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La nef des fous: review of Dunbar’s Secrets of the Anzacs

‘La nef des fous: review of Dunbar’s Secrets of the Anzacs‘, Honest History, 12 May 2015 Diane Bell* reviews Raden Dunbar, The Secrets of the ANZACS: the Untold Story of Venereal Disease in the Australian Army, 1914-1919. (La nef des

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Philpott, William: Attrition: Fighting the First World War

Philpott, William Attrition: Fighting the First World War, Little Brown, London, 2014 The First World War was too big to be grasped by its participants. In the retelling of their war in the competing memories of leaders and commanders, and

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War in the long run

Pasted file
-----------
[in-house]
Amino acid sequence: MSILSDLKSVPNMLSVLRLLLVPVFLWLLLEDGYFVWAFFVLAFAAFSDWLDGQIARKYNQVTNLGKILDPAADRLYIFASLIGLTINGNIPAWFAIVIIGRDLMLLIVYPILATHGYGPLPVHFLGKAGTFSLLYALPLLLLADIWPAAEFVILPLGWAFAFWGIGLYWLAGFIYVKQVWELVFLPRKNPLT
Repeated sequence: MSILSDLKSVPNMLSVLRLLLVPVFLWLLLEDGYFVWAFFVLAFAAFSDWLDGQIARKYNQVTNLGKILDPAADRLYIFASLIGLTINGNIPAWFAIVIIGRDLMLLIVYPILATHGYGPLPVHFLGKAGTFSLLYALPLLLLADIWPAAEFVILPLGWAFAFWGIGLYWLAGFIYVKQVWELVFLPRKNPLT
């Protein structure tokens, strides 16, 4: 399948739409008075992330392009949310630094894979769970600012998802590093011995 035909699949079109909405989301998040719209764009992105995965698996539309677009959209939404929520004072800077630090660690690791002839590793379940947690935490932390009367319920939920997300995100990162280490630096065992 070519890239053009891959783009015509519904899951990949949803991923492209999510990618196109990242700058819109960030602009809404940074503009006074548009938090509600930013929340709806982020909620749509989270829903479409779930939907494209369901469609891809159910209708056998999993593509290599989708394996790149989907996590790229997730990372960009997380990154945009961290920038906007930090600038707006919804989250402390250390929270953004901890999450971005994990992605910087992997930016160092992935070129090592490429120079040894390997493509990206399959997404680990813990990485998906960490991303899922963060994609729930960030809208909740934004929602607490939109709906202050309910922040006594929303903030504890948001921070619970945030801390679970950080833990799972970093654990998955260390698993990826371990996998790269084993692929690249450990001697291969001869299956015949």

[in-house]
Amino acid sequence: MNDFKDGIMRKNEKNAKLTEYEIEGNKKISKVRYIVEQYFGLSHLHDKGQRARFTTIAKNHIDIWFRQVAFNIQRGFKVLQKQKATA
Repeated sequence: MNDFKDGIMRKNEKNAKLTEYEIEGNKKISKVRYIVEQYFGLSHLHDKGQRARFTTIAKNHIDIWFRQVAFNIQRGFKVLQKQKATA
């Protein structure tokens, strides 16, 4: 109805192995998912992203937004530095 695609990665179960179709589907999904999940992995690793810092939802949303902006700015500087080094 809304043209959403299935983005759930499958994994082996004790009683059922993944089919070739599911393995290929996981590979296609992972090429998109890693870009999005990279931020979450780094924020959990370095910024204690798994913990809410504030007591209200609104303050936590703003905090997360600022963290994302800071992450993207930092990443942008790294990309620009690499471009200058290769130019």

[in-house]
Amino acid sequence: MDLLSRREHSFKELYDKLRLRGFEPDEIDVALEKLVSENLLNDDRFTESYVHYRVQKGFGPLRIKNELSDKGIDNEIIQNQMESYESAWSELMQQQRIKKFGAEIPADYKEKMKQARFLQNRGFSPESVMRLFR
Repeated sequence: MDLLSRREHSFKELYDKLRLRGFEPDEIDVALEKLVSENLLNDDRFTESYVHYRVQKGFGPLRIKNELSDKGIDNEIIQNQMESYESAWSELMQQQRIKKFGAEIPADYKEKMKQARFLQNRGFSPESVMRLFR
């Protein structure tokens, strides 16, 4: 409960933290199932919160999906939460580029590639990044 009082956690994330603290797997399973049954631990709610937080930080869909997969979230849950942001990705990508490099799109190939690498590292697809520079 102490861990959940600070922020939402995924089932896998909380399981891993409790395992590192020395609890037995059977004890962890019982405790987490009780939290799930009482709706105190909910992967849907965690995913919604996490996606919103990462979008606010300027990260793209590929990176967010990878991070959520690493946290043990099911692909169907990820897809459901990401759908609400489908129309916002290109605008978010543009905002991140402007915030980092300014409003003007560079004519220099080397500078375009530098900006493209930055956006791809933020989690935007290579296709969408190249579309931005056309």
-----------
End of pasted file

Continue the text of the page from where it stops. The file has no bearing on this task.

‘War in the long run’, Honest History, 12 May 2015 Derek Abbott* reviews William Philpott’s Attrition: Fighting the First World War The historiography of World War I is a bitterly contested area: a necessary war to defeat Prussian militarism; a

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Anderson, Fay: we censor war photography in Australia

Anderson, Fay ‘We censor war photography in Australia – more’s the pity‘, The Conversation, 4 May 2015 You may have noticed we recently marked the centenary of Anzac. One hundred years after Gallipoli, we are seeing photographs of telegenic young

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Kent, James (dir.): Testament of Youth

Kent, James (dir.) Testament of Youth, BBC Films and other production companies, UK, 2014 Movie adaptation of Vera Brittain’s memoir, Testament of Youth, first published in 1933. The movie is scripted by Juliette Twohidi and stars Alicia Vykander, Kit Harington,

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This Testament not silly at all

‘This Testament not silly at all’, Honest History, 3 May 2015 David Stephens reviews Testament of Youth, the movie adaptation of Vera Brittain‘s memoir Peter Stanley’s review of the Russell Crowe Great War movie, The Water Diviner, has been viewed